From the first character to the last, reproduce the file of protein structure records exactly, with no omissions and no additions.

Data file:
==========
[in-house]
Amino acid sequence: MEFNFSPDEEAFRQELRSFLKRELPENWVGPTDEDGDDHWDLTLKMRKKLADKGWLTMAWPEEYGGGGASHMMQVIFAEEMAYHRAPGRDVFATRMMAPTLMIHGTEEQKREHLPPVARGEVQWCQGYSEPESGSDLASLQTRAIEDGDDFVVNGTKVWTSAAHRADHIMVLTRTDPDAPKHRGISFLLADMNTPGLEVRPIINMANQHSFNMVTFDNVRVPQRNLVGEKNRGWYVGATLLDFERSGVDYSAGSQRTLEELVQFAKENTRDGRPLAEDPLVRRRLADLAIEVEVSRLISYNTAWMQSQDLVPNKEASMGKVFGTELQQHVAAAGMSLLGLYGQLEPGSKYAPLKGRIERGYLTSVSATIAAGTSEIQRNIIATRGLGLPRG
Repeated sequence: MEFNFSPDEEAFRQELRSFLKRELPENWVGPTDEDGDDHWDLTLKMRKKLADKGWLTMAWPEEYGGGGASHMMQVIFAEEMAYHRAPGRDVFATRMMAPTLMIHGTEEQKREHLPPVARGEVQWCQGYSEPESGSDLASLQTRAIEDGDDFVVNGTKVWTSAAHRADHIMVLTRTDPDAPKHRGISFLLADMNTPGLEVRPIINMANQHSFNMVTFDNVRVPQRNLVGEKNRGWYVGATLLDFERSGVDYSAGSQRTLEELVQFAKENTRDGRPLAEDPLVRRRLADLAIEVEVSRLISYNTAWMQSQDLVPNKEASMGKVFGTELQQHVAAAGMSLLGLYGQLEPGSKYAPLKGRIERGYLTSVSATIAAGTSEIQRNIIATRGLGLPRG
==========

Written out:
[in-house]
Amino acid sequence: MEFNFSPDEEAFRQELRSFLKRELPENWVGPTDEDGDDHWDLTLKMRKKLADKGWLTMAWPEEYGGGGASHMMQVIFAEEMAYHRAPGRDVFATRMMAPTLMIHGTEEQKREHLPPVARGEVQWCQGYSEPESGSDLASLQTRAIEDGDDFVVNGTKVWTSAAHRADHIMVLTRTDPDAPKHRGISFLLADMNTPGLEVRPIINMANQHSFNMVTFDNVRVPQRNLVGEKNRGWYVGATLLDFERSGVDYSAGSQRTLEELVQFAKENTRDGRPLAEDPLVRRRLADLAIEVEVSRLISYNTAWMQSQDLVPNKEASMGKVFGTELQQHVAAAGMSLLGLYGQLEPGSKYAPLKGRIERGYLTSVSATIAAGTSEIQRNIIATRGLGLPRG
Repeated sequence: MEFNFSPDEEAFRQELRSFLKRELPENWVGPTDEDGDDHWDLTLKMRKKLADKGWLTMAWPEEYGGGGASHMMQVIFAEEMAYHRAPGRDVFATRMMAPTLMIHGTEEQKREHLPPVARGEVQWCQGYSEPESGSDLASLQTRAIEDGDDFVVNGTKVWTSAAHRADHIMVLTRTDPDAPKHRGISFLLADMNTPGLEVRPIINMANQHSFNMVTFDNVRVPQRNLVGEKNRGWYVGATLLDFERSGVDYSAGSQRTLEELVQFAKENTRDGRPLAEDPLVRRRLADLAIEVEVSRLISYNTAWMQSQDLVPNKEASMGKVFGTELQQHVAAAGMSLLGLYGQLEPGSKYAPLKGRIERGYLTSVSATIAAGTSEIQRNIIATRGLGLPRG